When giving talks on how to live a full, meaningful life, UC Irvine gerontologist Kerry Burnight often invokes the memory of her two grandmothers. One was a self-centered woman who complained constantly about her health, her various discomforts and her declining appearance. “She was tough to visit,” Burnight recalls.
The other grandmother, she says, was just the opposite: “She was interesting, funny and lovely. And she was truly interested in each of her grandchildren. We could never get enough of her. I often bring her to mind and think, ‘OK, how can I position myself to be more like her?'”
It’s a question that interests Burnight both personally – as someone in her early 40s who hopes to end her days as the good grandmother — and professionally — as a professor of family medicine in UCI’s Program in Geriatrics and co-director of the university’s Elder Abuse Forensic Center.
By interacting with seniors, she’s learned a lot about how to live well and make the most of each day, not just in later years but now. “I’m lucky,” she says. “Working with older people holds up a mirror to my own life. If you can picture the way you want to age, you’ll be much more likely to go down that path.”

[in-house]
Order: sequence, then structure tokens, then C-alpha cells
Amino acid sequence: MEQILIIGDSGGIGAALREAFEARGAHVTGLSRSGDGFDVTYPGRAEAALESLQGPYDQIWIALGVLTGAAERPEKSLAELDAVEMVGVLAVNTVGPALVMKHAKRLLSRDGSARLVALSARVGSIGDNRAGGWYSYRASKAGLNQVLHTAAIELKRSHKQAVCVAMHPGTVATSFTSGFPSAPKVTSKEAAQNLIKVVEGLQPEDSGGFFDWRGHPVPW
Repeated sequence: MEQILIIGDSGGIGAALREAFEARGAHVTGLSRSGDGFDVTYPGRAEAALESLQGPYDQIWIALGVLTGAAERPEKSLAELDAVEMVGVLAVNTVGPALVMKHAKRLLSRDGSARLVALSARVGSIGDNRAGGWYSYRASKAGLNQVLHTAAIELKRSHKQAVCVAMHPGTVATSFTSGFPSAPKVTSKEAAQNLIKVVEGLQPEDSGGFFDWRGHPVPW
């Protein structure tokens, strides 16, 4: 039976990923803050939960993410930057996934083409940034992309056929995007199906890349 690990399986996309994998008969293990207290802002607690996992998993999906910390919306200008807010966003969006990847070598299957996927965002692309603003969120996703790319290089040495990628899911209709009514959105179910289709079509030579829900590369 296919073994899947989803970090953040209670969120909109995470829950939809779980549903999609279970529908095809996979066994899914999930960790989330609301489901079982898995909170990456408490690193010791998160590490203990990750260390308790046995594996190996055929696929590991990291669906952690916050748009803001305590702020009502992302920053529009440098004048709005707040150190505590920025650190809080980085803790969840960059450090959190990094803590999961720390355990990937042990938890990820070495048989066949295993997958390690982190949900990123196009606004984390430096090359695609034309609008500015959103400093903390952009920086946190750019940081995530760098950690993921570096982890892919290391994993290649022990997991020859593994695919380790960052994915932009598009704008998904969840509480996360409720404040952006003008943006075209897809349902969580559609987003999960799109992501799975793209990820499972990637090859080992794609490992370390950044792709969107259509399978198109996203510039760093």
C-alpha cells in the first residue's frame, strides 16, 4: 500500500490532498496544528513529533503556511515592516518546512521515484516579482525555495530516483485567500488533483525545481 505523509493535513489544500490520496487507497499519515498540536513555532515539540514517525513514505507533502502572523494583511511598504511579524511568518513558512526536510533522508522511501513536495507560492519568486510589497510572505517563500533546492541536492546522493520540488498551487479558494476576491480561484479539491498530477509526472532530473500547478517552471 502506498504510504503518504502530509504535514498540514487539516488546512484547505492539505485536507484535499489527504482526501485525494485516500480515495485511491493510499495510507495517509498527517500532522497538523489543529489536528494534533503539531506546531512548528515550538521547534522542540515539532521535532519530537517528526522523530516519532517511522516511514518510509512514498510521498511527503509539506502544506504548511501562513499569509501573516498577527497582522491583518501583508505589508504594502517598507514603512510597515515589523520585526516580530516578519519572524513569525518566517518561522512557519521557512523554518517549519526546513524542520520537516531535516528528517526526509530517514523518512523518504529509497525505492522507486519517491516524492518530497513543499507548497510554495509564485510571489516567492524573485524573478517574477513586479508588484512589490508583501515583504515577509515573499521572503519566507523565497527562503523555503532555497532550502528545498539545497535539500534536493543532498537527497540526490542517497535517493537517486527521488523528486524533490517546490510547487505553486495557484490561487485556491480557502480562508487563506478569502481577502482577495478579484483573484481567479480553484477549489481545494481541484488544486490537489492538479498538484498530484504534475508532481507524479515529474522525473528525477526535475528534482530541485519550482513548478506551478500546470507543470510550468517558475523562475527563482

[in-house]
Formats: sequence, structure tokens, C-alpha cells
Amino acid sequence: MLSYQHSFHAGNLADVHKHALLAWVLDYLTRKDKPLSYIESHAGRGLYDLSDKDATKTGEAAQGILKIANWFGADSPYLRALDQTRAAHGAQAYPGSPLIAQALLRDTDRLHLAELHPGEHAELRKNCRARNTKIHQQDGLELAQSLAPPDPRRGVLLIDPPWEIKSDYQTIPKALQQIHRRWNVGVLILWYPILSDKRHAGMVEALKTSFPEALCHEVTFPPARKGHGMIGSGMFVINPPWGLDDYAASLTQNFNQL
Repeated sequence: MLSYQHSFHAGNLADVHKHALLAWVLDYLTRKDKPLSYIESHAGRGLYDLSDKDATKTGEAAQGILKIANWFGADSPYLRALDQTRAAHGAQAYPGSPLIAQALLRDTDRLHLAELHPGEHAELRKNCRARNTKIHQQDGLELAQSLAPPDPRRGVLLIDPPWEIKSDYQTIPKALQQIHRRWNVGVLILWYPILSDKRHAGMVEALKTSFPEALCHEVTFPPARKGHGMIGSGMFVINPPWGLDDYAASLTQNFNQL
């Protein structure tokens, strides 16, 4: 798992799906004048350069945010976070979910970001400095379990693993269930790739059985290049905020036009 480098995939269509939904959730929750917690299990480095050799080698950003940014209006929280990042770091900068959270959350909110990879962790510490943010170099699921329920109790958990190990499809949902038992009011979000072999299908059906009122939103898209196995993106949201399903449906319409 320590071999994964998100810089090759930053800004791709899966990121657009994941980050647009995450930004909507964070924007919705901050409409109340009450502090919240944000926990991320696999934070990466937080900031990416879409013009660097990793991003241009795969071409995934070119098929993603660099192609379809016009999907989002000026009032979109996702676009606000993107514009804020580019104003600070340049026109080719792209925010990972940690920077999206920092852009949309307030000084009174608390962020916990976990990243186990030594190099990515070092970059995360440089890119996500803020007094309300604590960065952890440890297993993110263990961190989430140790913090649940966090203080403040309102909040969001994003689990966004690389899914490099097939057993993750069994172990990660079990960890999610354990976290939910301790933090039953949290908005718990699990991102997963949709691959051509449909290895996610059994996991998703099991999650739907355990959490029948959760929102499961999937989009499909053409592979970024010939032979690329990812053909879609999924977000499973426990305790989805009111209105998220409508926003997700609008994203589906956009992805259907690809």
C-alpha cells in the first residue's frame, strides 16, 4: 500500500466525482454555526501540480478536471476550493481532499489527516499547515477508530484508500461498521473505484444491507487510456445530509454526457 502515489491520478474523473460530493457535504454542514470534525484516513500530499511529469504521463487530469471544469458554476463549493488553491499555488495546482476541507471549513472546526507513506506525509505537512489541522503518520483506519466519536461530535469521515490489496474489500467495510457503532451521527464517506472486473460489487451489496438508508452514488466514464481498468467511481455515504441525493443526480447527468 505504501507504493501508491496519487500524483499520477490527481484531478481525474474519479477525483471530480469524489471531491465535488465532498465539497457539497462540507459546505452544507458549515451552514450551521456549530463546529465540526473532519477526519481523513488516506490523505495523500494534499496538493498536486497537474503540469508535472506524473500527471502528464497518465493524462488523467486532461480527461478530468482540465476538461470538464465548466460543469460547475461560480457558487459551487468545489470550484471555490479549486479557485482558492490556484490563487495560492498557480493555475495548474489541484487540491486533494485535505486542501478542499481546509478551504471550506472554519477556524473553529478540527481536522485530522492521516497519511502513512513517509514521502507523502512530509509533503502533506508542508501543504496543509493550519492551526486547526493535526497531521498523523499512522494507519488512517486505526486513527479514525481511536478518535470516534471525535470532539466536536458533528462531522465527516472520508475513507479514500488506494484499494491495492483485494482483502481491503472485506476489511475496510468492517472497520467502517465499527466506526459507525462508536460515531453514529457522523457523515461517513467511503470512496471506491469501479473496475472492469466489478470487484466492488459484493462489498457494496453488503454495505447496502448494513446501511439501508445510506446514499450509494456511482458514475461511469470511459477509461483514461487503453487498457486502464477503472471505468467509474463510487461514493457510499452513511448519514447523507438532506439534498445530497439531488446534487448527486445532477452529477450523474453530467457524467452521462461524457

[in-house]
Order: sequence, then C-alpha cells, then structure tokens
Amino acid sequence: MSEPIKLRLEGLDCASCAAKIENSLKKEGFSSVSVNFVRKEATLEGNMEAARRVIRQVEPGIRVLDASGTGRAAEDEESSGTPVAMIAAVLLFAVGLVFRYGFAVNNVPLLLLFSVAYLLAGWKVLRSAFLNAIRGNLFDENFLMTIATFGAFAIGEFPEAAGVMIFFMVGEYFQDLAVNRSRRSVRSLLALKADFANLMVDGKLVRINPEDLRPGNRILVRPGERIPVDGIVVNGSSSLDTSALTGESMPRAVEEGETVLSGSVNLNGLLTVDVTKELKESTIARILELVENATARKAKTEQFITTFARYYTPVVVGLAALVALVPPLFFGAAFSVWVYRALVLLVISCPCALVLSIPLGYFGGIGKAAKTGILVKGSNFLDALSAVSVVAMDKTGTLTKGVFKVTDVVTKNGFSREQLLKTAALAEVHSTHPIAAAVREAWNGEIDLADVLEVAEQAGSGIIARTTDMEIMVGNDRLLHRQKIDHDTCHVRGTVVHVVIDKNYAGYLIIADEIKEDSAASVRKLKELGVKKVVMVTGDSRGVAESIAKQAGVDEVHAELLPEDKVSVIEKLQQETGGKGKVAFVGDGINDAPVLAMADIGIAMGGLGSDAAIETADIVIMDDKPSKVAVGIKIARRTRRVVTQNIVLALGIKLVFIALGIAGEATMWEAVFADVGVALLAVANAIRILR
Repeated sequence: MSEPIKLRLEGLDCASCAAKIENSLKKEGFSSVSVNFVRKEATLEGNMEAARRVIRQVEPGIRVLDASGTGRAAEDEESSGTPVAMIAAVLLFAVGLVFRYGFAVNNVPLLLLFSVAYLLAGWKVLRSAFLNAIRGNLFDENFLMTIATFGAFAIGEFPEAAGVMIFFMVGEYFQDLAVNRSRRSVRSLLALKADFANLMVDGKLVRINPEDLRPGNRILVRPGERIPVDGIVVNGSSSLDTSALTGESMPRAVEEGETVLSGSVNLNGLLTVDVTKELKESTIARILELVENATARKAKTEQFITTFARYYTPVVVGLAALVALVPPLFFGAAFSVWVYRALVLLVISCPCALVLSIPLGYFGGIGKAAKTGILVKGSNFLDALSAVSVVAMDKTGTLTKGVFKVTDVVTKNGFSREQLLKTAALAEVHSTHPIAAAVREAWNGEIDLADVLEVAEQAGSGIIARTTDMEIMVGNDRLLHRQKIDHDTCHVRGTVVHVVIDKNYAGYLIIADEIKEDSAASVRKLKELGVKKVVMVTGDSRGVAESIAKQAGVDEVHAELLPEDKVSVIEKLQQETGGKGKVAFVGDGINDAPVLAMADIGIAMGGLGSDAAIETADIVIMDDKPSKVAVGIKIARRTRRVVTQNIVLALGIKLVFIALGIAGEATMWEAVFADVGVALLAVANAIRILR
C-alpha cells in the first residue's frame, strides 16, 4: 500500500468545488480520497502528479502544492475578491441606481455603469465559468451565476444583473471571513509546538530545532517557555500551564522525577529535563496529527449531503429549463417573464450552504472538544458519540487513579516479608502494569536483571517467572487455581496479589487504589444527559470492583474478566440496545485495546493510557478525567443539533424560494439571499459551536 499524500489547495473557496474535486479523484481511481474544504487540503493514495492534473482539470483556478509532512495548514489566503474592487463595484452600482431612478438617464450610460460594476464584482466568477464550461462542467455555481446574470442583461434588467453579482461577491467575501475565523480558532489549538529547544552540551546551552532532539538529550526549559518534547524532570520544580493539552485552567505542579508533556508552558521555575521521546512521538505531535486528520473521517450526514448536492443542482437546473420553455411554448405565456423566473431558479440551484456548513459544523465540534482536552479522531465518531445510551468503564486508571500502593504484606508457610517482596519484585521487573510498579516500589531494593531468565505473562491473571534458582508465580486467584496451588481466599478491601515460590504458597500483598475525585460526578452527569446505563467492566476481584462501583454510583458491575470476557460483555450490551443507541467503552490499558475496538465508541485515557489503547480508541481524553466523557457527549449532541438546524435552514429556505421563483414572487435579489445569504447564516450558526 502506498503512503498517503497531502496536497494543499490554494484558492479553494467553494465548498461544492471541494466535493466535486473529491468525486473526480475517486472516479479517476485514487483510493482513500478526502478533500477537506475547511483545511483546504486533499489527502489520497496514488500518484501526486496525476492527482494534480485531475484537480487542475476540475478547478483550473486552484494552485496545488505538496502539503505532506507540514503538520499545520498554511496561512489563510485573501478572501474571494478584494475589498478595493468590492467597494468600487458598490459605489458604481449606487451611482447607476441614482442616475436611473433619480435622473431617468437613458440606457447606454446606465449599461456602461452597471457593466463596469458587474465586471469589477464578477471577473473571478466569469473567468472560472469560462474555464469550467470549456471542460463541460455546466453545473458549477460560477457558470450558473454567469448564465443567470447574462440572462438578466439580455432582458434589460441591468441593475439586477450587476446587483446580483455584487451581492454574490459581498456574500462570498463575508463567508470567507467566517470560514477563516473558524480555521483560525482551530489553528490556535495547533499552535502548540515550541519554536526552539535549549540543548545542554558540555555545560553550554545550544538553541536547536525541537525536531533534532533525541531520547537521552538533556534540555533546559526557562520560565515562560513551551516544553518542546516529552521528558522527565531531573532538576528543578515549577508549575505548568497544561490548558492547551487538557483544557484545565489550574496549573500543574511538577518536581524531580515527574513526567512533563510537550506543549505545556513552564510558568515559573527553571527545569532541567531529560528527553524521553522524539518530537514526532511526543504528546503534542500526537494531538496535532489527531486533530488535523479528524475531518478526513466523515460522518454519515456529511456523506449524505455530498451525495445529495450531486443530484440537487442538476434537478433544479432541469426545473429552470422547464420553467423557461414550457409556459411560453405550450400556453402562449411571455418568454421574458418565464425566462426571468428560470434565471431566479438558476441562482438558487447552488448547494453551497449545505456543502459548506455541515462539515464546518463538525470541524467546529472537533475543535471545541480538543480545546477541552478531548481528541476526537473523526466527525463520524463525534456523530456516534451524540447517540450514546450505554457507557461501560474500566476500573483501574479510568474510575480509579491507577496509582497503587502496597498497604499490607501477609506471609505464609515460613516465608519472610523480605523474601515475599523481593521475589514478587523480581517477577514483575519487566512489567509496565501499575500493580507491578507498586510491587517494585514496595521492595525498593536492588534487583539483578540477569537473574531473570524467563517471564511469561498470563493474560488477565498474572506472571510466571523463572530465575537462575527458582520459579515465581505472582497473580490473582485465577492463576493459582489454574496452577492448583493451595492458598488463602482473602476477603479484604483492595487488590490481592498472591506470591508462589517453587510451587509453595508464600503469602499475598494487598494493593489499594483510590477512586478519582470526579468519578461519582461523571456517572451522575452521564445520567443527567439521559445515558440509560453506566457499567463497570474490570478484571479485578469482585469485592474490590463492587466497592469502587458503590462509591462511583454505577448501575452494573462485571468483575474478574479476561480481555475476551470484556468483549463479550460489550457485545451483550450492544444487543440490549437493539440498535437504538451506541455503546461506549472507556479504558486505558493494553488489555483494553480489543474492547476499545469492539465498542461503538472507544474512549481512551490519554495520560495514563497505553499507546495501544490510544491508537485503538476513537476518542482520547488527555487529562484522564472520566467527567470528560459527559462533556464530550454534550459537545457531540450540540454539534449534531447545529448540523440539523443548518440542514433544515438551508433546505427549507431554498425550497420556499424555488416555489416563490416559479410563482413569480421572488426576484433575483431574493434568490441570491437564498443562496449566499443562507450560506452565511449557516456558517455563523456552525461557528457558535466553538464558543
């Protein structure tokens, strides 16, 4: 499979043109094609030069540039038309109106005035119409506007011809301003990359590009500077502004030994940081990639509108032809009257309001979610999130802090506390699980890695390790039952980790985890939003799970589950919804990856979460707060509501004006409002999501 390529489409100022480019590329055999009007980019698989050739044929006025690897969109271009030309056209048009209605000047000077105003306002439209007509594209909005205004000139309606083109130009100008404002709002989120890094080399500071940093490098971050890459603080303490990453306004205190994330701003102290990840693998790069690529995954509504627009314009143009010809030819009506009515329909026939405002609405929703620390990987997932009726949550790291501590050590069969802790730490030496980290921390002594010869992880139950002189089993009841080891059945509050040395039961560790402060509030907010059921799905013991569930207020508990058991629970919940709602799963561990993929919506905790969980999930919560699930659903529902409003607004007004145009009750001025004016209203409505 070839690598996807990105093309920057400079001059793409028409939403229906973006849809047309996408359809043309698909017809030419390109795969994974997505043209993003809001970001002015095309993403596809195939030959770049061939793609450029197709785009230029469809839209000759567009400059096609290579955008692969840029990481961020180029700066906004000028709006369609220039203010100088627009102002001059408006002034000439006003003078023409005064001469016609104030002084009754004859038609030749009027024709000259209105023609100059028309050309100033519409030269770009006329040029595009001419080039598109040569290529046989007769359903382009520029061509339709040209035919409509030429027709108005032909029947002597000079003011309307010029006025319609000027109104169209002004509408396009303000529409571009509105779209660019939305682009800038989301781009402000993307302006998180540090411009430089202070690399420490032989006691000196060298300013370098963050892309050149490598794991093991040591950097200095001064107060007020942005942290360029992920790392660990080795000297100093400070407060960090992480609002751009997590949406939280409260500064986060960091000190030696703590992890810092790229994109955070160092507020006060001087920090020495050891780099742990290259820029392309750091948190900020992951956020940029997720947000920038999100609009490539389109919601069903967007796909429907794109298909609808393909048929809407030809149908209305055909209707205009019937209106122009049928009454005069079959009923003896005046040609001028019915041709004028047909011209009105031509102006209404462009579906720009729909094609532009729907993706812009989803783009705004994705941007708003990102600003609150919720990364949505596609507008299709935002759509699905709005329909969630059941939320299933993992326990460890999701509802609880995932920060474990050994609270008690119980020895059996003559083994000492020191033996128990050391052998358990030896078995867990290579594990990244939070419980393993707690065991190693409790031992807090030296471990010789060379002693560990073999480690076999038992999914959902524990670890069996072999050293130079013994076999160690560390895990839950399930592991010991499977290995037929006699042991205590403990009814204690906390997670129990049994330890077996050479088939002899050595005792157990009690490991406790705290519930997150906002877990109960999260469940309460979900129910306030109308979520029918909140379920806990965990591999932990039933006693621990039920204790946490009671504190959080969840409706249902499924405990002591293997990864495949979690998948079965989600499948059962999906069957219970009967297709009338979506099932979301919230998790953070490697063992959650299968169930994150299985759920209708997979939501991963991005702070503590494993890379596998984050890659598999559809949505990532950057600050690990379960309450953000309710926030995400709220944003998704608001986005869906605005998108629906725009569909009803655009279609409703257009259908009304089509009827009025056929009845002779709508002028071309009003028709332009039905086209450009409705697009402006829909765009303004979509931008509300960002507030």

With her high energy (she’s a marathon runner) and upbeat personality, Burnight hardly appears in danger of morphing into a cranky crone. Is it simply favorable circumstances or good fortune that makes some people more content than others? She doesn’t think so.
She regularly encounters individuals who’ve endured significant hardships and loss — such as the death of a spouse, neglect or even abuse — but still maintain a positive outlook. Others she’s met have enjoyed all the trappings of worldly success but remain unfulfilled.
“By seeking your own comfort, your own happiness, you often end up less so,” Burnight says. “That’s not a new idea, but now there’s growing research that shows people who are generous live longer, have fewer diseases and are happier.
“Wisdom, generosity, gratitude — these areas are linked to a healthier, longer life and lower depression. Maybe if we cultivate them when we’re young, we won’t feel so alone when we get to the end of life.”